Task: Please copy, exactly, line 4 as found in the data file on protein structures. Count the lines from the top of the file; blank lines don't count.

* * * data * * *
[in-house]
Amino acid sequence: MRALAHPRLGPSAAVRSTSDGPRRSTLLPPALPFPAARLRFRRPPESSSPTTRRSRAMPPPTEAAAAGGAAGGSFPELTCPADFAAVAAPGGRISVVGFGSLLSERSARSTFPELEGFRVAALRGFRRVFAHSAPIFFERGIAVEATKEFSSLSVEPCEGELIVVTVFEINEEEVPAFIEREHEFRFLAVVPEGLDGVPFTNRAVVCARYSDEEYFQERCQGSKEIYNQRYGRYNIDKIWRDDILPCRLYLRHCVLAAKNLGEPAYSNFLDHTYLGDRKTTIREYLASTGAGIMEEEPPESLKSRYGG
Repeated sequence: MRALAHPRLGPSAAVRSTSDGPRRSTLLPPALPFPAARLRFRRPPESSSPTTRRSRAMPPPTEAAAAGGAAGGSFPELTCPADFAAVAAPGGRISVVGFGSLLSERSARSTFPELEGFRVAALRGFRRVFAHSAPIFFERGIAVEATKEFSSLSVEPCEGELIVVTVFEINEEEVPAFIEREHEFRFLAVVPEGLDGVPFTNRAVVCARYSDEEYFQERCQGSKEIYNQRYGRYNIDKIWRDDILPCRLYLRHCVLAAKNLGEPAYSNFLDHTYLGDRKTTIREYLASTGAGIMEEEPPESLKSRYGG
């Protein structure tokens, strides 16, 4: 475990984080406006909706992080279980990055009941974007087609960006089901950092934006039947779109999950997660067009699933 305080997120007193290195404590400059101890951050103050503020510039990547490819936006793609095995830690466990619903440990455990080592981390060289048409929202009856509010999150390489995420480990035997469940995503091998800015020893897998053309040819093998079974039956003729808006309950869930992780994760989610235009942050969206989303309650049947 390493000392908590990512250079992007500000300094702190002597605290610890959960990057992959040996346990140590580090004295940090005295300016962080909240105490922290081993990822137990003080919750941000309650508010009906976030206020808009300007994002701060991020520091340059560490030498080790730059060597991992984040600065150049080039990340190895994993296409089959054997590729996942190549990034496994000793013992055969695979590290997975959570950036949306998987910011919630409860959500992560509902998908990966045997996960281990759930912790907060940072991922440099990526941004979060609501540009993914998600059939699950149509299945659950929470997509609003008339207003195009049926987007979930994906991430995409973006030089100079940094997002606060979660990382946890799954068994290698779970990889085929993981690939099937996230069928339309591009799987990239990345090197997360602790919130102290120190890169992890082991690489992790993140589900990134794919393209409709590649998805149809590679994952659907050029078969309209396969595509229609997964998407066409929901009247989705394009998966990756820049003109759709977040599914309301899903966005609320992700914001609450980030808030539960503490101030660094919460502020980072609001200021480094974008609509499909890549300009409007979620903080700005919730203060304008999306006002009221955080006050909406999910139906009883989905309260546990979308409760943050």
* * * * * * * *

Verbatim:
């Protein structure tokens, strides 16, 4: 475990984080406006909706992080279980990055009941974007087609960006089901950092934006039947779109999950997660067009699933 305080997120007193290195404590400059101890951050103050503020510039990547490819936006793609095995830690466990619903440990455990080592981390060289048409929202009856509010999150390489995420480990035997469940995503091998800015020893897998053309040819093998079974039956003729808006309950869930992780994760989610235009942050969206989303309650049947 390493000392908590990512250079992007500000300094702190002597605290610890959960990057992959040996346990140590580090004295940090005295300016962080909240105490922290081993990822137990003080919750941000309650508010009906976030206020808009300007994002701060991020520091340059560490030498080790730059060597991992984040600065150049080039990340190895994993296409089959054997590729996942190549990034496994000793013992055969695979590290997975959570950036949306998987910011919630409860959500992560509902998908990966045997996960281990759930912790907060940072991922440099990526941004979060609501540009993914998600059939699950149509299945659950929470997509609003008339207003195009049926987007979930994906991430995409973006030089100079940094997002606060979660990382946890799954068994290698779970990889085929993981690939099937996230069928339309591009799987990239990345090197997360602790919130102290120190890169992890082991690489992790993140589900990134794919393209409709590649998805149809590679994952659907050029078969309209396969595509229609997964998407066409929901009247989705394009998966990756820049003109759709977040599914309301899903966005609320992700914001609450980030808030539960503490101030660094919460502020980072609001200021480094974008609509499909890549300009409007979620903080700005919730203060304008999306006002009221955080006050909406999910139906009883989905309260546990979308409760943050």